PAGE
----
When Claudia Mendoza moved to Los Angeles from Bolivia as a teen, she didn't make many friends at her Rowland Heights high school because she was the new immigrant who barely spoke English. Decades later, those same high school classmates are bringing their children to Mendoza’s home daycare, the Joy of Learning Academy, which she has run for 20 years in Rowland Heights.
“I moved my home three times since opening and each time all my families and children followed me,” Mendoza said. The shy immigrant girl is now the sought-after daycare provider with a long waitlist.
In the early years her business depended on finding families who could pay market rates, taking on students for afterschool care, and doing tutoring. Mendoza stayed open long hours, but she always maintained high quality early care.
Then, eleven years ago based on that high quality care, an organization called Los Angeles Universal Preschool (LAUP) gave her funding for 24 preschoolers per day to attend Joy of Learning. Mendoza began serving 12 children in a three-hour morning session and 12 children in a three-hour afternoon session. Mendoza finally had a stable income to hire staff and purchase supplies and healthy food for the children’s snacks and lunch.
LAUP provided her with more than funding, she said. There was an expert "coach" who she could turn to for advice and help, and there were the constant evaluations that helped her improve her site, her materials and her teaching practices.
In 2009, Mendoza was recognized as one of six preschool teachers of the year by Los Angeles Universal Preschool.
But now Mendoza and hundreds of other preschools and family child care centers are facing the reality that their LAUP contracts end in June. Unless Mendoza can find alternate funding, or only serve families able to afford private rates, she will have to close Joy of Learning. After 20 years in childcare, the idea of closing makes her sad, not just for herself, but for the many other childcare providers she knows.
“Just seeing that we have so much passion in the field, and that doors can close, it’s kind of discouraging,” Mendoza said.
LAUP’s funding for preschool seats came from a contract with public agency, First 5 LA. It has been known for years that the funding would end in June 2016, and last year the First 5 LA board reaffirmed that there would be no renewals or extensions of the contract.
LAUP funds about 11,000 preschool seats across LA County, and since its inception has provided funding for over 100,000 children to attend preschool. While children and their families will have to find early education elsewhere, some LAUP providers have been able to secure state funding through the California State Preschool Program (CSPP).
But that funding stream only helps the very low-income families. Mendoza, like many childcare providers, serves families whose income is slightly above that of the poverty guidelines but not high enough to afford market rates for preschool.
Ricardo Rivera, Baldwin Park Unified School District 's director of early childhood education, said his district “applied for various grants as we heard the end of LAUP was looming.” While they will lose some seats, Rivera said they were successful in getting CSPP funds. Yet these will only be for the lowest-income students.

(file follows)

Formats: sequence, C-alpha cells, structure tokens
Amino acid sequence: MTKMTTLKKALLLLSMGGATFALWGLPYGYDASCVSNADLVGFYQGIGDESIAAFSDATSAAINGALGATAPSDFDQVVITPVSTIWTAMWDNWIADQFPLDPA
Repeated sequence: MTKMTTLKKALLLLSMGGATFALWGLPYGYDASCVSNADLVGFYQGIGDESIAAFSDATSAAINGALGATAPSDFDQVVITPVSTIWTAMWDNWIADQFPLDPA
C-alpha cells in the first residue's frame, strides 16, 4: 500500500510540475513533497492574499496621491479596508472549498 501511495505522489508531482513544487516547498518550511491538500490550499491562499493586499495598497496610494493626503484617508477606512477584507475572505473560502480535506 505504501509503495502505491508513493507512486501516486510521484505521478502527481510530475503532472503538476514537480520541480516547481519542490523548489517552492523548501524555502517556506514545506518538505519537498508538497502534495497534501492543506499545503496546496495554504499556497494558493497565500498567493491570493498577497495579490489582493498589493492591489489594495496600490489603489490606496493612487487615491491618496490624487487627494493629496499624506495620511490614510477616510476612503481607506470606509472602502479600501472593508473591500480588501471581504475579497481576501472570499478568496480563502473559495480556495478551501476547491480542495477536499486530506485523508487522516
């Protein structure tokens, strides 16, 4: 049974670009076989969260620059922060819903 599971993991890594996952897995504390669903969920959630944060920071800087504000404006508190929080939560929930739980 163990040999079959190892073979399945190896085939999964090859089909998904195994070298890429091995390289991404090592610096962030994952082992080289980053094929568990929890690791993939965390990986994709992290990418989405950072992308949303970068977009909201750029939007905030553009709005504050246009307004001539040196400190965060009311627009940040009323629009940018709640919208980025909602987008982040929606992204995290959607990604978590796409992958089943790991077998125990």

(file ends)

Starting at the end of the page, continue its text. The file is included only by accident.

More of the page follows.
“I worry about those families that don’t earn enough for private preschool but earn too much to qualify for CSPP or Head Start,” he said. “Those were the primary families that benefited so much from LAUP and, as the economy continues to improve, these families will see a big impact in their inability to find quality preschool they can afford.”
Another larger provider of subsidized childcare, the Children's Bureau, will lose some seats due to the LAUP contract ending, but according to its chief executive officer Alex Morales, they have been able to make up some of the gap.
"Fortunately, we are able to survive in our program without quality loss and service volume loss because of our strong philanthropy success and an increase in reimbursement rate by the state department of education that had been taken away in previous years," Morales said.
He does worry, however, about the state of childcare in general due to the LAUP lost funding as "[so] few organizations have the ability to replace LAUP money with philanthropy,” he said.
Claudia Mendoza and some other family child care providers also applied to the department of education, and despite her credentials in the field and her award-winning teacher status, Mendoza was denied.
The Joy of Learning Academy may well close down, but Mendoza said she is doing everything she can to keep it open. A degree in business administration is coming in very handy as she crunches numbers to figure out what she would need to charge parents to cover her costs and make a modest living. Running a childcare center is not cheap, she said.
Her wait list is 20 deep for the current year, and parents have been inquiring about next year for months. “I know the LAUP funding is ending,” said Laura Johnson, a mother of five boys whose third child currently attends Mendoza’s daycare. “My sons have learned so much, and I just wish that they could continue,” Johnson said. Mendoza taught Johnson's son to read at age four, and he loves eating vegetables, a fact Johnson attributes to his healthy lunches at Joy of Learning.
Now she wonders where she will send her twin infants when they are a little older. “What are we going to do when our babies are preschool age?” she asked.
For her part, Mendoza has moments where she thinks about life after childcare. Maybe she will finally get some more sleep, something she has lived without since coming to L.A. as a teen. But then she adds, “maybe if I have to close, I will finish my B.A. and my M.A. at Pacific Oaks college, and then, well, who knows,” she said.
Correction: The story has been updated to clarify Ms. Mendoza's business in the years before it was supported by LAUP.